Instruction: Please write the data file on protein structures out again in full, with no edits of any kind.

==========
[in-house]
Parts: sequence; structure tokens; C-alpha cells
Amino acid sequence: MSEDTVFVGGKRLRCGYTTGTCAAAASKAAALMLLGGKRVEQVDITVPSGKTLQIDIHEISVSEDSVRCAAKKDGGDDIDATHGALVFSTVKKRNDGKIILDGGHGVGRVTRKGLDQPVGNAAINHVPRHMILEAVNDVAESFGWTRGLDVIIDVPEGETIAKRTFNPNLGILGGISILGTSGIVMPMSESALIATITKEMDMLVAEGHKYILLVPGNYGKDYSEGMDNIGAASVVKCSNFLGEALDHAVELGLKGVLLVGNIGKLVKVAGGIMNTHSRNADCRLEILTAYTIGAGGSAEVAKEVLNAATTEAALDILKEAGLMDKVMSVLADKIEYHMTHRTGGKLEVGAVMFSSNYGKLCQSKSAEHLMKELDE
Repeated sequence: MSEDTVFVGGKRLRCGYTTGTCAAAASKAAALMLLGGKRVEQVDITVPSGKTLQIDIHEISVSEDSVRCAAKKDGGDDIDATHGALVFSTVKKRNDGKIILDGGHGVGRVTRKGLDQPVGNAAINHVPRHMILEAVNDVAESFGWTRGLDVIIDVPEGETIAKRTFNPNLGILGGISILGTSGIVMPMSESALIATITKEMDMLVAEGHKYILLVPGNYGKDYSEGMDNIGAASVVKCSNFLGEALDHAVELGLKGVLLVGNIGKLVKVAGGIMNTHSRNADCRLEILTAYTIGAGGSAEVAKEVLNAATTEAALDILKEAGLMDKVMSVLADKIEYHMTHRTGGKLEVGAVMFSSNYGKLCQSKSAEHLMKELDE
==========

[in-house]
Parts: sequence; structure tokens; C-alpha cells
Amino acid sequence: MSEDTVFVGGKRLRCGYTTGTCAAAASKAAALMLLGGKRVEQVDITVPSGKTLQIDIHEISVSEDSVRCAAKKDGGDDIDATHGALVFSTVKKRNDGKIILDGGHGVGRVTRKGLDQPVGNAAINHVPRHMILEAVNDVAESFGWTRGLDVIIDVPEGETIAKRTFNPNLGILGGISILGTSGIVMPMSESALIATITKEMDMLVAEGHKYILLVPGNYGKDYSEGMDNIGAASVVKCSNFLGEALDHAVELGLKGVLLVGNIGKLVKVAGGIMNTHSRNADCRLEILTAYTIGAGGSAEVAKEVLNAATTEAALDILKEAGLMDKVMSVLADKIEYHMTHRTGGKLEVGAVMFSSNYGKLCQSKSAEHLMKELDE
Repeated sequence: MSEDTVFVGGKRLRCGYTTGTCAAAASKAAALMLLGGKRVEQVDITVPSGKTLQIDIHEISVSEDSVRCAAKKDGGDDIDATHGALVFSTVKKRNDGKIILDGGHGVGRVTRKGLDQPVGNAAINHVPRHMILEAVNDVAESFGWTRGLDVIIDVPEGETIAKRTFNPNLGILGGISILGTSGIVMPMSESALIATITKEMDMLVAEGHKYILLVPGNYGKDYSEGMDNIGAASVVKCSNFLGEALDHAVELGLKGVLLVGNIGKLVKVAGGIMNTHSRNADCRLEILTAYTIGAGGSAEVAKEVLNAATTEAALDILKEAGLMDKVMSVLADKIEYHMTHRTGGKLEVGAVMFSSNYGKLCQSKSAEHLMKELDE